Gas Turbines and Filters

A gas turbine is a type of engine that creates thrust or rotation by exploiting a continuous movement of hot gas. It is distinct from an internal combustion engine, which captures the force of a small aerosol explosion inside a tube and using the force of the expanding gas to drive a piston. A gas turbine is light and operates more efficiently at a continuous speed. It is one solution for driving a rotary kiln.

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A gas turbine does not require alternating pistons to create thrust, but creates continuous thrust through the constant motion of expanding gas through a spiral called a turbine. Because the turbine spins rather than moves in a cycle, its motion is constant. It drives its load with a consistent motion that takes time to accelerate and slow down.

Internal combustion engines are preferred for cars because the force can be precisely controlled. The force occurs directly inside the combustion chamber and its power can change in less than a second. Because cars with internal combustion engines can make sudden changes in speed, they are sometimes safer and more responsive than cars with turbine engines.

Turbine engines are highly efficient and weigh much less than engines with pistons. This makes them ideal where space and weight are issues. They might deal with extremely high temperatures, and so safeguards against heat stress are important parts of a turbine engine. This also means that turbine engines must work within exact specifications.

High speed rotation is ideal for aircraft, where air in a jet must be compressed and then rammed through the turbine to create both mechanical power and thrust. A rotary kiln does not need high speed rotation, but it does need to maintain the slow rotation of a large tubular container at a consistent pace, sometimes for days. A small turbine can rotate a large kiln by modifying its power with gears.

A turbine does not need a cooling system or lubricant. The air itself creates both the lubricant and the cooling mechanism. Pressurized air is thin but enough lubrication for the fins of a turbine. Since the heated air is expelled at the end of the engine, all waste heat is taken with it. A turbine runs at a continuous temperature unless the pressure is increased.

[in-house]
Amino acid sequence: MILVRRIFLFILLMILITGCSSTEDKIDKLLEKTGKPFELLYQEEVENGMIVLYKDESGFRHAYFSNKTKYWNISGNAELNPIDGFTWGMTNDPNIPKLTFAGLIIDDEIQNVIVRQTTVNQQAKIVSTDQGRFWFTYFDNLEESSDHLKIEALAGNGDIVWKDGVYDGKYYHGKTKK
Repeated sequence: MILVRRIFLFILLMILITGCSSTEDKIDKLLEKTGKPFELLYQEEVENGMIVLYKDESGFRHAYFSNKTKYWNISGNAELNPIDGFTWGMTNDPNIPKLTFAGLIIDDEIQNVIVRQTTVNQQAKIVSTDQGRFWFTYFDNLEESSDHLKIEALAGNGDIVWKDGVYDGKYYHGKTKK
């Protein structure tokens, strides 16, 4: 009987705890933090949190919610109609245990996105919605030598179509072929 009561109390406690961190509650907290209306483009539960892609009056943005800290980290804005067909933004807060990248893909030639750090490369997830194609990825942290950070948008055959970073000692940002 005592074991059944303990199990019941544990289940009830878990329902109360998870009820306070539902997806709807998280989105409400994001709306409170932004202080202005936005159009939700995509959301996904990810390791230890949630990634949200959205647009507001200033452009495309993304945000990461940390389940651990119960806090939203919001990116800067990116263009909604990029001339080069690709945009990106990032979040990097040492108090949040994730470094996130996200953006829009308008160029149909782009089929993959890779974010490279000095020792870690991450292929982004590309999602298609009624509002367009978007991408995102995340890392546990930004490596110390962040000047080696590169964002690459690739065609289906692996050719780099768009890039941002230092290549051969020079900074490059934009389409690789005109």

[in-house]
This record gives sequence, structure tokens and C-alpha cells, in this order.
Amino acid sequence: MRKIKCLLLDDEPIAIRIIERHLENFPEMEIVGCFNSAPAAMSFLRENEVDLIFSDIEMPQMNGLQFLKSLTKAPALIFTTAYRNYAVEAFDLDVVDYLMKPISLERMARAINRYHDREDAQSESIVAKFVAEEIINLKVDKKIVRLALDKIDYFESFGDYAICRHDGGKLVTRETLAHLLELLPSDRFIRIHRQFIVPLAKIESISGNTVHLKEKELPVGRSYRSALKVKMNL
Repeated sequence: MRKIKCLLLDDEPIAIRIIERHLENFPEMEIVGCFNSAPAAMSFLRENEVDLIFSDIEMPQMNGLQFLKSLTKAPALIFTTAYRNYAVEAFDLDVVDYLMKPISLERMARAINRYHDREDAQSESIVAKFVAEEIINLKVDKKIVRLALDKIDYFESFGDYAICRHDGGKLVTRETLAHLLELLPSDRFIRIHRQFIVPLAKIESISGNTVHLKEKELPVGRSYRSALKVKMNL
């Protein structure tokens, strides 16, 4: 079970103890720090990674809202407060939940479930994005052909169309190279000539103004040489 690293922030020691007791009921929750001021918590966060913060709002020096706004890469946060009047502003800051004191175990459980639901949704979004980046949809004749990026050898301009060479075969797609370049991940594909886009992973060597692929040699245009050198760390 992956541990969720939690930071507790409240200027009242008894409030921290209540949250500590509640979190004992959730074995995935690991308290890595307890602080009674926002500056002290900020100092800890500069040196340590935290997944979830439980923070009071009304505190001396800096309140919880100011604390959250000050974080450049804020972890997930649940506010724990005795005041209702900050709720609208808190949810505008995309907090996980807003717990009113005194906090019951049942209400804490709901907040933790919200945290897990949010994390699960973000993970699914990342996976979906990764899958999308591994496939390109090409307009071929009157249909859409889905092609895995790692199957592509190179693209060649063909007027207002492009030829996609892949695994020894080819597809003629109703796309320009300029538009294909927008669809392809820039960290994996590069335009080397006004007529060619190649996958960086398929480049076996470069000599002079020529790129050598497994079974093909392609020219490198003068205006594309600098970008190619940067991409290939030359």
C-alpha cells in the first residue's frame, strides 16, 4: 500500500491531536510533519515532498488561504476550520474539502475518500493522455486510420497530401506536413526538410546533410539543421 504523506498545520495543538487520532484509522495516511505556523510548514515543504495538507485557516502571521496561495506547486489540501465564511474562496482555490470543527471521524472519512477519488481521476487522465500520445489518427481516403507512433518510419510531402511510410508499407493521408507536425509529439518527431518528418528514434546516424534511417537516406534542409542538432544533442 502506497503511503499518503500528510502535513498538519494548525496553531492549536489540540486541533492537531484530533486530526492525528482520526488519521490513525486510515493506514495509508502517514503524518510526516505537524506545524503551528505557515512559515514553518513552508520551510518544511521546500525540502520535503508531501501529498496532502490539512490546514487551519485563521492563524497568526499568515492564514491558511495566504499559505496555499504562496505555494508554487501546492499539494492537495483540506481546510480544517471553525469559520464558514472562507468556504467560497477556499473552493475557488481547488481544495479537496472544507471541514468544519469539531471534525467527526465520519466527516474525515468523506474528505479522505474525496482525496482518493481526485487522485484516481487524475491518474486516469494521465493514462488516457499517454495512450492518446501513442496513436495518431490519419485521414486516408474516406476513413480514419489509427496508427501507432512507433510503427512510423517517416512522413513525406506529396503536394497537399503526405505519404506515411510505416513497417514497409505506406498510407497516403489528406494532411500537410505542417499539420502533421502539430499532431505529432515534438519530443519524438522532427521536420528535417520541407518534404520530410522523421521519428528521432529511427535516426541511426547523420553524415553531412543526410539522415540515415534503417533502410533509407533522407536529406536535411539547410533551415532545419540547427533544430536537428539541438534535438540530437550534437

Hot air creates pressure, and it cools as that pressure is released. This means that any inconsistent heating will increase pressure and will release itself faster. Since a hot turbine requires less fuel, the computer-controlled fuel injection will respond accordingly. Gas turbines are small because they do not require many supporting systems.

A gas filter means a strainer for incoming air. Regular car engines use an air filter to screen the air for microscopic particles that could build up or scratch the walls of the combustion chamber. Purified air prolongs the life of the engine. The same is true of turbine engines. While combustion is simple, the resulting hot air could contain mineral particles that could scratch and wear the turbine. A gas filter prevents this.

Gas turbine filters are made the same as other air filters. The fabric must be manufactured from a material that is able to trap microscopic particles. That material might be fiberglass, since that is also strong and able to withstand the strong suction force of some gas turbines. The filter needs a supporting frame, which is assembled in a factory.

Gas filters are one of the few supporting systems that a combustion turbine requires. It is essential for quality and longevity, and it is a good idea to replace them according to schedule. Industrial equipment is expensive, and a gas turbine for a rotary kiln is a specialized piece of equipment. Replacement parts are likely rare and expensive.